Wednesday May 22, 2024

7 Things You Need to Know About Breast Reduction (Pre-surgery)


Breast reduction for women with very large breasts can – literally – remove a weight off a woman’s chest. Being born with large breasts may be a blessing for some, for others it’s a curse that brings terrible neck, shoulder and back pain. Not to mention the curse of never finding clothes that suit or fit appropriately. 

Breast reduction can be a magical procedure.

But finding a trustworthy and aesthetic plastic surgeon can be difficult. The good news is there are many reputable plastic surgeons operating in the UK that offer this life changing surgery, like Dr Darren Mceowen

Source: Prague Aesthetic Clinic

But it is serious surgery and there still so many things to consider before you ever go under a scalpel. 

Below are some of those myths and misconceptions as well all the information you should know if you’re considering a reduction. 

1. What size qualifies for breast reduction?

A consultation with a plastic surgeon is the only true way to determine if a breast reduction is necessary. 

BUT there are other things to think about, especially for insurance companies.

  • Your Body Mass Index (BMI) – This pesky calculation from school P.E is one of the things your insurance will use to cover or deny the surgery. Breast sizes may decrease naturally with exercise and weight loss, so insurances will demand your BMI be between or below 30-35
  • Weight of the removed breast tissue – Insurance companies may try to further penalize smaller statured women. They request to know the breast surface area (BSA) and the weight of the tissue your surgeon wants to remove. For larger women the removed weight may be near 1000 grams but for smaller women it may only be 350g. 
  • Symptoms and history – Some insurance companies will cover a breast reduction and file it under specific symptoms and discomfort. For example, back pain, skin irritations and nerve numbness. A letter of motivation from your general physician and care provider will also help. Your GP can explain a history of discomfort and testify the other efforts (weight loss, exercise, physio, etc) have not solved the issue.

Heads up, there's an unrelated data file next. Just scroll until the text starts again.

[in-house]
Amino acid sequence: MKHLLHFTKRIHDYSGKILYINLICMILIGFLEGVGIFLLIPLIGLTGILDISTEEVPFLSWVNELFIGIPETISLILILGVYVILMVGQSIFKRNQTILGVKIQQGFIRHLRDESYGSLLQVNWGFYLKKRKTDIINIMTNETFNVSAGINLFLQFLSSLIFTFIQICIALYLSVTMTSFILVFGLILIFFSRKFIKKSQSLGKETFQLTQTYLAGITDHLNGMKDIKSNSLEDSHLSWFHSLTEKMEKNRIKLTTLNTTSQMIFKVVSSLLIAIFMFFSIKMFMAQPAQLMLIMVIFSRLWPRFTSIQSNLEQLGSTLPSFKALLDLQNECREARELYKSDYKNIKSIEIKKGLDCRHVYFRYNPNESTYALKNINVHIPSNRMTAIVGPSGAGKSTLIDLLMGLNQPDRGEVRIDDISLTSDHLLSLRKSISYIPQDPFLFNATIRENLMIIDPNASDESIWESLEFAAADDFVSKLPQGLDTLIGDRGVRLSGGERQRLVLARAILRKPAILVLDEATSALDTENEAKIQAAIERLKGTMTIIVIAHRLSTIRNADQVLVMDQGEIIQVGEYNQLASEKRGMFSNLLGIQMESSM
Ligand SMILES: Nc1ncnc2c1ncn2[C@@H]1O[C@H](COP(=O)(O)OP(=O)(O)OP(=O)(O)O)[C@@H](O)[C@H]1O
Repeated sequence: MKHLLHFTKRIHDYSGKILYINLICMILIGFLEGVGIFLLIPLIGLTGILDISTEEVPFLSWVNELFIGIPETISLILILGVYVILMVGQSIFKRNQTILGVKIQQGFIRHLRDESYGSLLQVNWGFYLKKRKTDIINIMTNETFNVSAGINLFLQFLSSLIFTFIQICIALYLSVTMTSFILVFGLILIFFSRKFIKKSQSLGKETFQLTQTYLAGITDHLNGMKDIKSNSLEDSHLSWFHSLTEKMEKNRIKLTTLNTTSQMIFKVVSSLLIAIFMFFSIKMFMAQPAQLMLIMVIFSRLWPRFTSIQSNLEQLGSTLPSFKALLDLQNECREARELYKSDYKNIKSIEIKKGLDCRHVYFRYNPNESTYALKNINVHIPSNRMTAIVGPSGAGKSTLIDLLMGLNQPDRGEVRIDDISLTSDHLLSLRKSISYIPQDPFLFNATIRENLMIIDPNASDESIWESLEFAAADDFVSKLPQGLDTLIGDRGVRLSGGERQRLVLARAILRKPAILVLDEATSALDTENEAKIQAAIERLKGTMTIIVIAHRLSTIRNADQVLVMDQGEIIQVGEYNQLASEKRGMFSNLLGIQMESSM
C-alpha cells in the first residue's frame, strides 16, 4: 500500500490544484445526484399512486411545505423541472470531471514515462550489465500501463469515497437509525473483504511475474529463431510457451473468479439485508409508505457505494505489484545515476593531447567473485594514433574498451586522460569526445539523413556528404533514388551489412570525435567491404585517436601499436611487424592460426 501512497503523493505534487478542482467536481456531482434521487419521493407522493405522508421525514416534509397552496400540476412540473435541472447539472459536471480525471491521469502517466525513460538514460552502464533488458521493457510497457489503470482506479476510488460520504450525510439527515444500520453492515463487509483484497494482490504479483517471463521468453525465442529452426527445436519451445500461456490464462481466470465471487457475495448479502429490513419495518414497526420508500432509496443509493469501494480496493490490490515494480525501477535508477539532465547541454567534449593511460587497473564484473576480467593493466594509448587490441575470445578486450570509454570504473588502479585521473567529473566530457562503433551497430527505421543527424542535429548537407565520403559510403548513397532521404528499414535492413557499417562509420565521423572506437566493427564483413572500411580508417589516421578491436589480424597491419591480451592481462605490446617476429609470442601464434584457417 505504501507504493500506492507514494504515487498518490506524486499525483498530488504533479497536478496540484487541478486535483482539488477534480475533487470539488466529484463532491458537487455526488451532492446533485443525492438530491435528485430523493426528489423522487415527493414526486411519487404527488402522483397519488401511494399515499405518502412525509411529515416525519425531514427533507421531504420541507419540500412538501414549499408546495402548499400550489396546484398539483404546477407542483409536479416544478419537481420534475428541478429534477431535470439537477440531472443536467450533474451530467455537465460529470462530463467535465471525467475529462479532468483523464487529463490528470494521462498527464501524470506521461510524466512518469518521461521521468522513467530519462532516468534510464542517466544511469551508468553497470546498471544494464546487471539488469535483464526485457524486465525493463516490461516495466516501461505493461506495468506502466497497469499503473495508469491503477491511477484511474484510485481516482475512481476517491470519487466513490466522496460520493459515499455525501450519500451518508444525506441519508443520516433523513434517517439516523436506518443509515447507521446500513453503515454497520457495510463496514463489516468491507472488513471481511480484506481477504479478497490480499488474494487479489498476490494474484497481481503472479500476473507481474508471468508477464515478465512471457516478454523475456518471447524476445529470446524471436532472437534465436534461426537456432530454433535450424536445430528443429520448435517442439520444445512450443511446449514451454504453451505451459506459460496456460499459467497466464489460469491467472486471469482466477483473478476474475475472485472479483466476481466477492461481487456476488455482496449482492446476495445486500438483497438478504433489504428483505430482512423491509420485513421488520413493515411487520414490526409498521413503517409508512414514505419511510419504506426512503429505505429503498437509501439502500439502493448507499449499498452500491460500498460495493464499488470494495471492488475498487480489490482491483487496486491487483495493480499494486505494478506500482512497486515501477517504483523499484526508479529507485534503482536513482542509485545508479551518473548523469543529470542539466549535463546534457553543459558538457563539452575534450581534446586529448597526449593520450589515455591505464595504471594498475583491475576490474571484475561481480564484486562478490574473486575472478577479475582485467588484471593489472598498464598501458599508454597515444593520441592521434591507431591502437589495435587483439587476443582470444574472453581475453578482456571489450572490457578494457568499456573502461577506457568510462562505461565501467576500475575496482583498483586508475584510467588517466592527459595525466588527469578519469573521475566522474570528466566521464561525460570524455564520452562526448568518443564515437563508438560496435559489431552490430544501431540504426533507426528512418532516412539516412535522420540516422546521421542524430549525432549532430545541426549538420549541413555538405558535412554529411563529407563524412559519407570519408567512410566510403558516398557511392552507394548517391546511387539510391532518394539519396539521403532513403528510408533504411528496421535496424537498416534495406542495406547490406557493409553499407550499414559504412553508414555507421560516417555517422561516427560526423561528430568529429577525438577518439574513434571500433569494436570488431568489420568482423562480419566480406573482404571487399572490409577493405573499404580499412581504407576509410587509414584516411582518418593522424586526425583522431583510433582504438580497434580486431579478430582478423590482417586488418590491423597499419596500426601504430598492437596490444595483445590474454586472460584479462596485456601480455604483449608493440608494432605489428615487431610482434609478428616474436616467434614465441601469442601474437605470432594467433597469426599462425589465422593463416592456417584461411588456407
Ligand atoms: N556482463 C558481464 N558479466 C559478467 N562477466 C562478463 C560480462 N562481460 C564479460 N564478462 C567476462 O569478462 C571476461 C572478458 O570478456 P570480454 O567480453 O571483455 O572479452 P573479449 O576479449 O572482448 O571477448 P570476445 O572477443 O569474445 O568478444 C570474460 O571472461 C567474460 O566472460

2. How painful is a breast reduction?

It’s surgery – so it hurts. A lot. 

The surgery itself takes between 3 and 5 hours and patients usually leave the hospital on the same day as the surgery. 

In the following days, your breasts will hurt and feel uncomfortable. There will be bruising and swelling from the stretched breast tissue. Women say these initial days post-op are the most painful. Your doctor can prescribe pain medication and after a week the discomfort should be less. After a month, many feel almost fully recovered. 

3. How much do breast reductions cost?

On average with patients getting aesthetic breast reductions, the surgery costs approxiametly £4,400 but there are other added costs:

  • Anesthesia fees
  • Hospital and operating fees
  • Medical test charges
  • Post-surgery garments 
  • Medical prescriptions
  • Surgeon fee (consultations, post-op visits, etc)

Health insurance coverage will vary between companies, so follow up with your insurance provider for what fees will be excluded.

4. What are the side effects of a breast reduction?

Again, it’s surgery – there’s a lot of risk and side effects you may experience

  • Anesthesia risks – resistance, sickness, etc
  • Bleeding and blood clots
  • Change in breast appearance – duh – but this includes asymmetry, shape irregularity and scarring
  • Decreased nipple sensation (temporary or permanent)
  • Excessive firmness of the breasts
  • Infection
  • Potential inability to breast feed – changes in the breasts during pregnancy can change the breast reduction size 

There are many more risks to consider, for more click here or ask your plastic surgeon

5. What happens after the surgery? What does recovery look like?

You’ll need to wear a surgical bra for about 6 weeks post-op. You can take it off for showers but should wear it day and night. Only after 3 months can you wear a regular bra with underwriting, otherwise bralettes and sport bras are recommended.

Sleeping may be a bit difficult to limit the pressure around the breasts. You’ll need to 

  • Keep the torso elevated
  • Put a pillow or cushion on your sides 
  • Put a pillow under your knees 

You’ll need to avoid driving until you’re off the prescribed pain medications. Wearing a seatbelt and the motions of driving may also pull and push on the healing wounds. 

Many take time off from work to properly recover and rest (10-14 days). This isn’t possible for everyone but reduced activity for the first couple of weeks will be mandatory. 

You shouldn’t smoke for 2-3 weeks before the surgery and for 3-4 weeks afterwards.

There are plenty of other daily changes, for more on what to expect click here. 

Breast reduction is a life-changing and self-esteem boosting surgery. An experienced and caring surgeon can make even more of a difference. Visit Dr Darren Mceowen’s page for more information.



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